The innate immunity encompasses macrophages, natural killer (NK) cells, dendritic cells, and eosinophils, and the adaptive immunity includes B and T lymphocytes, commonly known as B and T cells. B cells produce antibodies and T cells generate CD4+ and CD8+ cells. Cancer cells escape immune system by decreased expression of cell surface antigen, by secreting antigen that inactivates immune system, and by inducing microenvironment to secrete substances suppressing immune responses, thereby promoting tumor growth.[2]Immunotherapy involves the stimulation of specific components of immune system, thereby strengthening it to counteract the signals that suppress the immune system.


   Immune Surveillanceand Immune Editing Top


The concept of immune surveillance was later discovered when the tumor-associated antigen was discovered in transplanted animal model.[3] The immune modulators such as levamisole were used for adjuvant therapy in colorectal cancers but had guarded results. Bacillus Calmette-Guérin (BCG), a well-known tuberculosis vaccine, has shown tumor regression in bladder cancer when injected intravesically.[4]

The immune surveillance has evolved into immune editing (a new concept put forward by Schreiber et al.[5]), which comprises three phases. The immunosurveillance or elimination phase is the first phase, in which the tumor growth is controlled by destruction of nascent cancer cells by T-cell activation via antigen presentation. Equilibrium phase is the second phase, which is characterized by tumor heterogeneity due to genetic instability of cells. In this phase, the tumor growth is in a steady state, either by growth enhancement or by inhibition. The escape phase is the final phase in which tumor cells escape or suppress immune system, thereby leading to tumor progression.[5],[6]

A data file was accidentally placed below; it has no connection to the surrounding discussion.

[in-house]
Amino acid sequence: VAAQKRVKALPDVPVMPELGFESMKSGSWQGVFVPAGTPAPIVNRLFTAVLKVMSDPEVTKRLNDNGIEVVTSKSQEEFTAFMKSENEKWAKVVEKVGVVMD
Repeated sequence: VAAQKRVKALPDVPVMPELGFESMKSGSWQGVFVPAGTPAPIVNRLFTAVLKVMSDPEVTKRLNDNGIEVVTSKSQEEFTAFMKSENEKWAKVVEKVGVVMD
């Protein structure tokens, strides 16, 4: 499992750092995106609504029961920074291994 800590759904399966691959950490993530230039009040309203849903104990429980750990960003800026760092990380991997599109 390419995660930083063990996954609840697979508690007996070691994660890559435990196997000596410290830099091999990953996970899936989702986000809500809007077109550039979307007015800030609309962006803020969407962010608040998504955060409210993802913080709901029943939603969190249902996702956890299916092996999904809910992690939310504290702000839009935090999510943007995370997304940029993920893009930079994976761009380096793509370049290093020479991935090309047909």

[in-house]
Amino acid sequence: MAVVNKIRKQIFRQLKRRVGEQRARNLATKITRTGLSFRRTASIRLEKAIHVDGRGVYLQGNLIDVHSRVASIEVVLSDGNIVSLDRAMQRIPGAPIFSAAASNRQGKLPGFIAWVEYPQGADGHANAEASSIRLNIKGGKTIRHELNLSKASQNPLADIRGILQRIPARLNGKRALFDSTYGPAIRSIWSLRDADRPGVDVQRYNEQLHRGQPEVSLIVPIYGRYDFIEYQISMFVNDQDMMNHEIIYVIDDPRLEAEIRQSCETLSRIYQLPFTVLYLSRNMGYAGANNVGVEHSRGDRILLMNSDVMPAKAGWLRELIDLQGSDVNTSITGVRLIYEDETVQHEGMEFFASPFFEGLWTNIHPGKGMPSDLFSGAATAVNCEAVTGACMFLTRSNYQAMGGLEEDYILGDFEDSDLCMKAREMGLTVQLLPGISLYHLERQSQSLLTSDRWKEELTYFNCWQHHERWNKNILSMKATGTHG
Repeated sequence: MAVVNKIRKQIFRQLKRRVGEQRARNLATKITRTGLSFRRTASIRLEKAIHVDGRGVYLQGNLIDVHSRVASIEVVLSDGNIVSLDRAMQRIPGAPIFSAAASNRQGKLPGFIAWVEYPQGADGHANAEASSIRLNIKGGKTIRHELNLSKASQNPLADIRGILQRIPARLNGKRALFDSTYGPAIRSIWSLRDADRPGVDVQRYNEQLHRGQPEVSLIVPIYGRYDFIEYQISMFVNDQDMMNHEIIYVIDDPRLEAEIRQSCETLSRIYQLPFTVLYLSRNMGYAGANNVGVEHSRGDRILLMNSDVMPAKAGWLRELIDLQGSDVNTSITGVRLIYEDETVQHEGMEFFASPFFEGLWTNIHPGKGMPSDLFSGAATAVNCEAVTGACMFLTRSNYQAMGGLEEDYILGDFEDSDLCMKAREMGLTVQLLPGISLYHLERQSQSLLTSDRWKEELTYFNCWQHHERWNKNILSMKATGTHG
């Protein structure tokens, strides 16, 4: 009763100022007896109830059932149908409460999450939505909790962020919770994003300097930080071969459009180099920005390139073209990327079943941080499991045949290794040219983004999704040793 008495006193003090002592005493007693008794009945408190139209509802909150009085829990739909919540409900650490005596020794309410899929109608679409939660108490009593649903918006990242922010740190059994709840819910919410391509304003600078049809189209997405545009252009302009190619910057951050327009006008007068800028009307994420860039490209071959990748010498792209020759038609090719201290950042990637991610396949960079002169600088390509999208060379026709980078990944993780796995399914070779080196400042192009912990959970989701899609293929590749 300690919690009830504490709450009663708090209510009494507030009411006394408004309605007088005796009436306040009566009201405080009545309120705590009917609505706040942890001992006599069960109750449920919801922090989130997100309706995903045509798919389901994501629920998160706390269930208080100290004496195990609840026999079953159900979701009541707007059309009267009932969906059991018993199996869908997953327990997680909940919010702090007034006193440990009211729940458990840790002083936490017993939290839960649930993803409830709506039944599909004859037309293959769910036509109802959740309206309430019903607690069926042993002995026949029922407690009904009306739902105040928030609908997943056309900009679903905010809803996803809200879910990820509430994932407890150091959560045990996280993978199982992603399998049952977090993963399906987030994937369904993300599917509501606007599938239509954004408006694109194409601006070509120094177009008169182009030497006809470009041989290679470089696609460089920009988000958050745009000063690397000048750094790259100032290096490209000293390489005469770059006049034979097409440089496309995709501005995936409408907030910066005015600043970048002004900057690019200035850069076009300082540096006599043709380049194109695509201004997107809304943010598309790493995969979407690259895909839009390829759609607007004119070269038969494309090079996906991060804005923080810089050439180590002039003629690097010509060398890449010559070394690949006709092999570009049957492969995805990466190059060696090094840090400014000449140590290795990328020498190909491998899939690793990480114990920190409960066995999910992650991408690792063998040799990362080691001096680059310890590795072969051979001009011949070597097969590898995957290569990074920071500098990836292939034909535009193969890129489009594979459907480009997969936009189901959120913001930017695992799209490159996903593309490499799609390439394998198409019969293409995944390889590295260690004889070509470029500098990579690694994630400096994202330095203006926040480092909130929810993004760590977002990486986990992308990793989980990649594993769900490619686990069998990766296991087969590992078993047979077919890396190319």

Tumor Microenvironment Top


Recently, understanding of oncogenesis has changed its dimension, apart from tumor cells. Tumor microenvironment (TME) also plays a major role in tumor progression and its immunology. TME constitutes fibroblasts, stromal cells, immune cells, and endothelial cells, which actively take part in oncogenesis and immunology of tumor. The immune cells have promoting and inhibitory functions on tumor: M2 macrophages, myeloid-derived suppressor cells (MDSCs), regulatory T cells (Treg), and CD4 type 2 helper T cells(TH2) are promoter cells whereas NK cells, CD8+ T cells, M1 macrophages, CD4 type 1 helper T cells (TH1), and dendritic cells inhibit tumor. The tumor milieu is maintained by balance in protumor and antitumor immune cells, which in turn is governed by specific chemokines and adhesion molecules.[7] The immune cells can be found within tumor core, invasive front, or in tertiary lymphoid structures (TLS). The high endothelial venules are specialized vascular structures that surround the TLS and help in recruiting immune cells.[8] The understanding of “immune contexture” is essential in immunotherapy, the terminology that refers to the immune cells distribution in the core of the tumor and its microenvironment.[7]